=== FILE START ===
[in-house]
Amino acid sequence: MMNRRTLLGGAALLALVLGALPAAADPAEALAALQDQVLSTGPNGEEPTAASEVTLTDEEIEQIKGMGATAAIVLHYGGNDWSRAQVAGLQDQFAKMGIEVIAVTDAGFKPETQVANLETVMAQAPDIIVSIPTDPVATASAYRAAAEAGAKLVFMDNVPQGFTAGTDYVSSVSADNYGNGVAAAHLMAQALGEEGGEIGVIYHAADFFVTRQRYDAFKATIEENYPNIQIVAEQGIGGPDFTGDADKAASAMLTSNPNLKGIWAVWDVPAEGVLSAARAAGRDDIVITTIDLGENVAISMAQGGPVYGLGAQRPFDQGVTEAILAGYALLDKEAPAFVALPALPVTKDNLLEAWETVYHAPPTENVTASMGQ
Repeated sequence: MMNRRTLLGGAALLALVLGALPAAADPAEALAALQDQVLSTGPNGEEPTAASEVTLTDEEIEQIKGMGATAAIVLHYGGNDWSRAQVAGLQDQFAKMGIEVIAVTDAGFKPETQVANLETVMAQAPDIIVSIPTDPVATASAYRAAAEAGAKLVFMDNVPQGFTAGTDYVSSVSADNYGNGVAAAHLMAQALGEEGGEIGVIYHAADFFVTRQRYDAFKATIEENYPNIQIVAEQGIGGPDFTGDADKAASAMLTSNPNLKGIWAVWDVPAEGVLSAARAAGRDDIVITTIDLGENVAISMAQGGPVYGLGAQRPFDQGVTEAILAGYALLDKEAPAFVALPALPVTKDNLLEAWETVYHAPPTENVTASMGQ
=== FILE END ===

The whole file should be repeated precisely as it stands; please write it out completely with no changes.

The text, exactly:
[in-house]
Amino acid sequence: MMNRRTLLGGAALLALVLGALPAAADPAEALAALQDQVLSTGPNGEEPTAASEVTLTDEEIEQIKGMGATAAIVLHYGGNDWSRAQVAGLQDQFAKMGIEVIAVTDAGFKPETQVANLETVMAQAPDIIVSIPTDPVATASAYRAAAEAGAKLVFMDNVPQGFTAGTDYVSSVSADNYGNGVAAAHLMAQALGEEGGEIGVIYHAADFFVTRQRYDAFKATIEENYPNIQIVAEQGIGGPDFTGDADKAASAMLTSNPNLKGIWAVWDVPAEGVLSAARAAGRDDIVITTIDLGENVAISMAQGGPVYGLGAQRPFDQGVTEAILAGYALLDKEAPAFVALPALPVTKDNLLEAWETVYHAPPTENVTASMGQ
Repeated sequence: MMNRRTLLGGAALLALVLGALPAAADPAEALAALQDQVLSTGPNGEEPTAASEVTLTDEEIEQIKGMGATAAIVLHYGGNDWSRAQVAGLQDQFAKMGIEVIAVTDAGFKPETQVANLETVMAQAPDIIVSIPTDPVATASAYRAAAEAGAKLVFMDNVPQGFTAGTDYVSSVSADNYGNGVAAAHLMAQALGEEGGEIGVIYHAADFFVTRQRYDAFKATIEENYPNIQIVAEQGIGGPDFTGDADKAASAMLTSNPNLKGIWAVWDVPAEGVLSAARAAGRDDIVITTIDLGENVAISMAQGGPVYGLGAQRPFDQGVTEAILAGYALLDKEAPAFVALPALPVTKDNLLEAWETVYHAPPTENVTASMGQ